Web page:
Each year, student "Butterfly Biologists" harvest the eggs from the butterfly garden in front of the school and care for every stage in the life cycle of the Monarch – from egg to caterpillar; caterpillar to chrysalis – until the butterfly emerges.
All the sixth-grade students at Eugene take on the project. The students are responsible for feeding the butterflies and cleaning the containers they’re in.
“It’s pretty fun and educational,” said Olivia Seidlitz, a student at Eugene Field.
Not only are the students helping to increase the population of Monarch butterflies but they’re also doing research to figure out why the species is threatened.
From learning about different parasites to learning about all the predators that are a threat to the butterflies.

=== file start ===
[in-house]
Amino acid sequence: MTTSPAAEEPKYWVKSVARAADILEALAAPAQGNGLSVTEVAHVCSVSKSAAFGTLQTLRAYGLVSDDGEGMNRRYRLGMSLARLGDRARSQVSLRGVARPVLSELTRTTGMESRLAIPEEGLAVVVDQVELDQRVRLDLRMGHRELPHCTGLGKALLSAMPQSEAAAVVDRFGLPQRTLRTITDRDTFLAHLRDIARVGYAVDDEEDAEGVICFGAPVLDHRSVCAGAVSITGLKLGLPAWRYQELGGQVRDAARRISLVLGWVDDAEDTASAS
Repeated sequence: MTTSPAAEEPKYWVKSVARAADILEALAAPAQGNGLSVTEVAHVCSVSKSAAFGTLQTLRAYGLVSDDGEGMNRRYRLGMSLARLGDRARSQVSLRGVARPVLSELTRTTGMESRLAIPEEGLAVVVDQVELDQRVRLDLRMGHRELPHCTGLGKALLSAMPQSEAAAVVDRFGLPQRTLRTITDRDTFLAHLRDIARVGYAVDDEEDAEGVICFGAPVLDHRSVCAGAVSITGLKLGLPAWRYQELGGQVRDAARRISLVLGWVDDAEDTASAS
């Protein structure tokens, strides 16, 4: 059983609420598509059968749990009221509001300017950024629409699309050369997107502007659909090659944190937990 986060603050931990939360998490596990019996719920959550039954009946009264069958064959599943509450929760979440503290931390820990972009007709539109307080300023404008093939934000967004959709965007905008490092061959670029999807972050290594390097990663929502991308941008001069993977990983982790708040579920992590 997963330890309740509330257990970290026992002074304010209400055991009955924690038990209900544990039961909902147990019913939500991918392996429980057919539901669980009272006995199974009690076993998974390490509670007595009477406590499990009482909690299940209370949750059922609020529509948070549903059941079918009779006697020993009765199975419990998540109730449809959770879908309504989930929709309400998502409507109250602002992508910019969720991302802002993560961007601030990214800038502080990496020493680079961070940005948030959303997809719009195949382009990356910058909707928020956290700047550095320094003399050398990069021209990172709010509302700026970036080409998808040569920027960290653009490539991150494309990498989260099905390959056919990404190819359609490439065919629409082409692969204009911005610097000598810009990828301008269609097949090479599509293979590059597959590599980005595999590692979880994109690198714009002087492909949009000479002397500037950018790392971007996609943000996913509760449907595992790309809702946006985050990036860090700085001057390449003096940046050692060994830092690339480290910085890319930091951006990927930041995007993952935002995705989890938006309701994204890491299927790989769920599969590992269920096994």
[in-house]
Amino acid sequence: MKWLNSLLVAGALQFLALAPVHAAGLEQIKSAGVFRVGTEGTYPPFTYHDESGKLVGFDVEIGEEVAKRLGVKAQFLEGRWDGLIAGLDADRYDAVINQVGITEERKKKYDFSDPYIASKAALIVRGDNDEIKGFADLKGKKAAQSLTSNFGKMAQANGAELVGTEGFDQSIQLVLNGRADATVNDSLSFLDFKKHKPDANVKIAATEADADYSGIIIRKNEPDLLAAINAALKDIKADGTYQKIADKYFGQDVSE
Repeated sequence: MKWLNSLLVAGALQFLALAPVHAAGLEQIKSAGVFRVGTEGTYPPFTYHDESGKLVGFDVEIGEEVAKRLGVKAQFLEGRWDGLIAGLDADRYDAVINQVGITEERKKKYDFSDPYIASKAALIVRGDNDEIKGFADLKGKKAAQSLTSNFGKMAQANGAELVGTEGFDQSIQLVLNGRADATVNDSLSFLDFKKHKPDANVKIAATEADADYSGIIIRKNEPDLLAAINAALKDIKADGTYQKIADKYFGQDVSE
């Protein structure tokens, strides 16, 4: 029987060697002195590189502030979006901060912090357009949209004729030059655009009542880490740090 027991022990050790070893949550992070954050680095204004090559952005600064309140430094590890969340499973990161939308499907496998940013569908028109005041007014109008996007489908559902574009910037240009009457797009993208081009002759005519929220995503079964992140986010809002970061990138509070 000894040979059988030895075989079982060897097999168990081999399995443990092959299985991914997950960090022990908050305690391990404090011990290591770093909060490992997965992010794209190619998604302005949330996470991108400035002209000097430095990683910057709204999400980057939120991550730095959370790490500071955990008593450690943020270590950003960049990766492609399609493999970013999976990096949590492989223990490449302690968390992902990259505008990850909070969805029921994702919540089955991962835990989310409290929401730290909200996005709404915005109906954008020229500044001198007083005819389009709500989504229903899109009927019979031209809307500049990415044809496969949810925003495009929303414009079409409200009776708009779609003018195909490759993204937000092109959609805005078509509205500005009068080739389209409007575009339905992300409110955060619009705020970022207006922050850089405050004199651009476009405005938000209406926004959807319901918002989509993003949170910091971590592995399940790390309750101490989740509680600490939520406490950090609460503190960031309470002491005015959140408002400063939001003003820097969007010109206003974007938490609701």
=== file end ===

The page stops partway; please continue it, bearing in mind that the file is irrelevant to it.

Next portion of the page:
AJ Stewart and Elaina Biswell have enjoyed the research aspect of the project. They’re currently researching to see if they have discovered a new monarch disease.
“Being able to research and learn about something you didn’t know about before has been my favorite part,” said AJ.
The students are also all assigned to a class where the teach the younger grades how to take of butterflies and what they’ve learned.
After weeks of hard work, the students will release the butterflies into the open.